Chinese home prices declined in 55 of 70 cities in June, with prices overall. This was the second straight monthly decline, following the 0.15% fall in May.
On a year-over-year basis, home prices were up 4.2% in June, compared to 5.6% the previous month.
“With a substantial chunk of demand driven by speculators, falling prices threaten an exodus of buyers. Even holding cash in a bank deposit now offers better returns than real estate,” wrote Bloomberg economist Tom Orlik.
But property data in general has been coming in weak.
New housing starts contracted 10.5% year-over-year in the second quarter, compared with a 25% contraction in Q1. Property investment climbed 12.6% YoY, the slowest pace since Q2 2009. And in June property sales were down 0.2% YoY, compared with a 10.7% fall in May, which was largely attributed to a base effect.
While the pace of decline is slowing, “this does not mean that the worst of China’s property downturn is behind us,” UBS’ Tao Wang wrote in a July 16 note.
“Weak market sentiment and sluggish sales, elevated and rising inventory (especially in Tier 3 and 4 cities), and increasing financing difficulties in the property sector will all continue to weigh on the industry’s outlook,” according to Wang. “While we expect developers to speed up construction in the coming Fall sale season, to accelerate sales and digest inventory, downward pressure on prices and new housing starts will likely grow. We expect construction to slow further as the Fall peak selling season passes, leading to a fresh negative drag on related heavy industries and the economy at large.”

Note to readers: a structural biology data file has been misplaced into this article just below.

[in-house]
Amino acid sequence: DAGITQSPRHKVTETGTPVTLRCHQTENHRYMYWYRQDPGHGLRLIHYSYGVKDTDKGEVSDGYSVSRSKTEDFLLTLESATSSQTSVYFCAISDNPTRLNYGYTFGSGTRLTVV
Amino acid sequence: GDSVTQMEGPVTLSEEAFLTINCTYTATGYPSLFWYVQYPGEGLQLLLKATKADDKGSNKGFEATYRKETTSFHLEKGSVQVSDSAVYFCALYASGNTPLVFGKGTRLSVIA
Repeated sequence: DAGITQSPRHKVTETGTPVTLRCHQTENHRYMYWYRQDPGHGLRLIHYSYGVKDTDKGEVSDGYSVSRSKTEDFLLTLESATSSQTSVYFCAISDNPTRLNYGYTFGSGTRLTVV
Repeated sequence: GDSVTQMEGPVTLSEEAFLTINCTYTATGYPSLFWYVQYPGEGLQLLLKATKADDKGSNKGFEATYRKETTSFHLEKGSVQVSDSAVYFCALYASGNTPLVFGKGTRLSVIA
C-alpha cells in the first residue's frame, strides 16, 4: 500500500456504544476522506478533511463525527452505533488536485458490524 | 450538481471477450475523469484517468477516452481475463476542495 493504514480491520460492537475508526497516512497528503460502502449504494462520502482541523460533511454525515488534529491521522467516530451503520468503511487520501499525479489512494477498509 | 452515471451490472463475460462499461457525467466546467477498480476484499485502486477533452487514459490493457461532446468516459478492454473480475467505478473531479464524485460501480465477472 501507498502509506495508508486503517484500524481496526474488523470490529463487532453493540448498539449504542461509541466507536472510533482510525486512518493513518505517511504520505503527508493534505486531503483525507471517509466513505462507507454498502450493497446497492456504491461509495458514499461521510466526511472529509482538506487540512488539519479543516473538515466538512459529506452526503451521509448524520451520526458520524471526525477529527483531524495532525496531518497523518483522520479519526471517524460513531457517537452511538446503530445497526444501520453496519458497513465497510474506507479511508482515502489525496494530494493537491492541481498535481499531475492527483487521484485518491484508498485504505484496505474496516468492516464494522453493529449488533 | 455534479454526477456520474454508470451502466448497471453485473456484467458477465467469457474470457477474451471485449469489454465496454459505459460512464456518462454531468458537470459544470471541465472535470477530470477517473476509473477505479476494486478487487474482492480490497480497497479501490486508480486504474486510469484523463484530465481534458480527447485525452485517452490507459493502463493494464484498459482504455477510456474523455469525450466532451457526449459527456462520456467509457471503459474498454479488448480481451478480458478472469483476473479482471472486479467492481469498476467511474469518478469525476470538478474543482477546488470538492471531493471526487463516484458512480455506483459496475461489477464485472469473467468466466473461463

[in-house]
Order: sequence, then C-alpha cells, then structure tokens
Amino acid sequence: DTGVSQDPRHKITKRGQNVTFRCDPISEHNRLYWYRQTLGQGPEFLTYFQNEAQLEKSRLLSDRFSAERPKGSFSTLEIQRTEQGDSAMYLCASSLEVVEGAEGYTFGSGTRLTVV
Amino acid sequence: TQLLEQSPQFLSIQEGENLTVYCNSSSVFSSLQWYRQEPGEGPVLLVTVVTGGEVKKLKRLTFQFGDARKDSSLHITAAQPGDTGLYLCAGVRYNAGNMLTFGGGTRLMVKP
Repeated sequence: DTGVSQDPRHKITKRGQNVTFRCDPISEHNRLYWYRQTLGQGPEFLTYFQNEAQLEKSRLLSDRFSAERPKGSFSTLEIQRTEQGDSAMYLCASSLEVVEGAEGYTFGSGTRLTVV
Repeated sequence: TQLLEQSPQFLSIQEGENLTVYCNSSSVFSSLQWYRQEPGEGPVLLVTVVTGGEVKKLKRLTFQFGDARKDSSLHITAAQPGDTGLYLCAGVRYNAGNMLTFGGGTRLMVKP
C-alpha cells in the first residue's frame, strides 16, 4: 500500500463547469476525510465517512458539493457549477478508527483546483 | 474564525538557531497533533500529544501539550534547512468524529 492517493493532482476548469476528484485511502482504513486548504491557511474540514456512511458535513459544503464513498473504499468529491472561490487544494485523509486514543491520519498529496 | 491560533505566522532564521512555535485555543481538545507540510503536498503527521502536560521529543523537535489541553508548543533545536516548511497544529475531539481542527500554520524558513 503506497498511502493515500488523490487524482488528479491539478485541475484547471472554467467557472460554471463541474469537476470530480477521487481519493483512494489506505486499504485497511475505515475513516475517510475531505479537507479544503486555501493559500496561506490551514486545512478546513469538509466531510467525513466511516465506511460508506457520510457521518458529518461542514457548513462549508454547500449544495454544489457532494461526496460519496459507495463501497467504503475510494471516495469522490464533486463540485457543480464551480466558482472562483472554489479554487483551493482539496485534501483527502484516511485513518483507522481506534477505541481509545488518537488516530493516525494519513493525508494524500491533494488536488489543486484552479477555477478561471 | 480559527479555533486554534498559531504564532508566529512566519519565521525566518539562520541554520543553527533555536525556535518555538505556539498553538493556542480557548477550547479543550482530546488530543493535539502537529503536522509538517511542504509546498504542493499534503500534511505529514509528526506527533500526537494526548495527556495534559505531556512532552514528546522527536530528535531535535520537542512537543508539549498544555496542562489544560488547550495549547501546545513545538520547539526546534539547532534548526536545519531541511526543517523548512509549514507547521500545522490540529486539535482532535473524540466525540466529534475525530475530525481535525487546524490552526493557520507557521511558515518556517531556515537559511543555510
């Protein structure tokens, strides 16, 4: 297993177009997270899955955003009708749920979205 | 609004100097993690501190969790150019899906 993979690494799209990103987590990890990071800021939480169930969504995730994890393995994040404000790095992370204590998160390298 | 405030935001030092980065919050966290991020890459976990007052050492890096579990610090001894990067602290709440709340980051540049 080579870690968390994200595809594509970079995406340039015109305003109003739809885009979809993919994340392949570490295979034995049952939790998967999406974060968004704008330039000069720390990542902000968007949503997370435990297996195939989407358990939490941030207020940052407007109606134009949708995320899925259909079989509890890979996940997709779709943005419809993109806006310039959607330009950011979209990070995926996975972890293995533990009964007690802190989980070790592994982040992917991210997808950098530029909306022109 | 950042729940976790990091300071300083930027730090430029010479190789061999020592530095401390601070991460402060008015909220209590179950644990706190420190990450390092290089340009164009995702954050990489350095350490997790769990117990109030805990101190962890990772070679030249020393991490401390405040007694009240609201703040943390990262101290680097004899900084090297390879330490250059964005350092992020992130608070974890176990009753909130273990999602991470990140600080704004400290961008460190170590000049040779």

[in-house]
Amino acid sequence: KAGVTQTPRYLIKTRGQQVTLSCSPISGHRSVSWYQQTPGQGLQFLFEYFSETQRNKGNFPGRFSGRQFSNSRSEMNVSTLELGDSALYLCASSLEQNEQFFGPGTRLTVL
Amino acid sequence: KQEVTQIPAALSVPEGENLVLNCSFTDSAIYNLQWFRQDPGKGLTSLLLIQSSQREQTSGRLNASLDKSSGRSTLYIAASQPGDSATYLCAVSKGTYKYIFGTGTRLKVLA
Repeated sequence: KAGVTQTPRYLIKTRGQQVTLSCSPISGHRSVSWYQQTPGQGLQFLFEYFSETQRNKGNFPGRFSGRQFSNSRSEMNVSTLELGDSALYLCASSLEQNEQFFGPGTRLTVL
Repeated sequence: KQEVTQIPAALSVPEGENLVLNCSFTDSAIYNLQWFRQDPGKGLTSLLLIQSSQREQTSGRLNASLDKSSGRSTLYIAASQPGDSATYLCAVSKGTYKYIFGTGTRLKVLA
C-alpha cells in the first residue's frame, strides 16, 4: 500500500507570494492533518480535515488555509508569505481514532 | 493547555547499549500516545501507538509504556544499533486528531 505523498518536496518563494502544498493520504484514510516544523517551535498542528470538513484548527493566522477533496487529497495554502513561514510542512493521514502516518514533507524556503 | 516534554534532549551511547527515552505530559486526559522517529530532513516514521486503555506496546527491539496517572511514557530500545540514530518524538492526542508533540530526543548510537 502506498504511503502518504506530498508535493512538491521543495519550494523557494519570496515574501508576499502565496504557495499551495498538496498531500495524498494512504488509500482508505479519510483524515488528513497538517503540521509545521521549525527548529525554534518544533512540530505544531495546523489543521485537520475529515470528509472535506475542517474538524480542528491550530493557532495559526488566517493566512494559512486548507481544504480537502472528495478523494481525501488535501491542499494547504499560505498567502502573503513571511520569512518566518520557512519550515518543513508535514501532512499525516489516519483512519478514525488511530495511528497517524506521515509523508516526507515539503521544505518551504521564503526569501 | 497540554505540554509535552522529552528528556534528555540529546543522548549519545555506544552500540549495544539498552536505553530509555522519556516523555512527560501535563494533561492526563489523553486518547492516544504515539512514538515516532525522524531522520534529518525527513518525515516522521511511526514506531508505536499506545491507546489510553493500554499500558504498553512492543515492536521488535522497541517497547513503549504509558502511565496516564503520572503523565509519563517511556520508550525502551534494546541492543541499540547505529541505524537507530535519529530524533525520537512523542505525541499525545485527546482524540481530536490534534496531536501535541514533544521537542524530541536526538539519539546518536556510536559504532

It’s isn’t just about home prices
Wang previously explained that we need to look beyond a slump in prices to a possible construction slump. Even in the absence of a decline in prices, a drop in construction activity “would likely have serious negative impact on the industrial complex and, through that, economic growth and bank balance sheets,” UBS’ Tao Wang wrote.
“Given that property investment accounts for almost a quarter of fixed investment, construction value-added is 13% of GDP, and there are extensive linkages between property and industrial sectors including steel, cement and construction machinery, the impact on the economy from a drop in construction volume is bigger than that from a worsening household balance sheet and consumption,” she wrote.
We recently saw a surge in Chinese credit which is expected to support the property sector. For now, the Chinese property market is looking ugly.
Here’s a chart from Bloomberg’s Michael McDonough: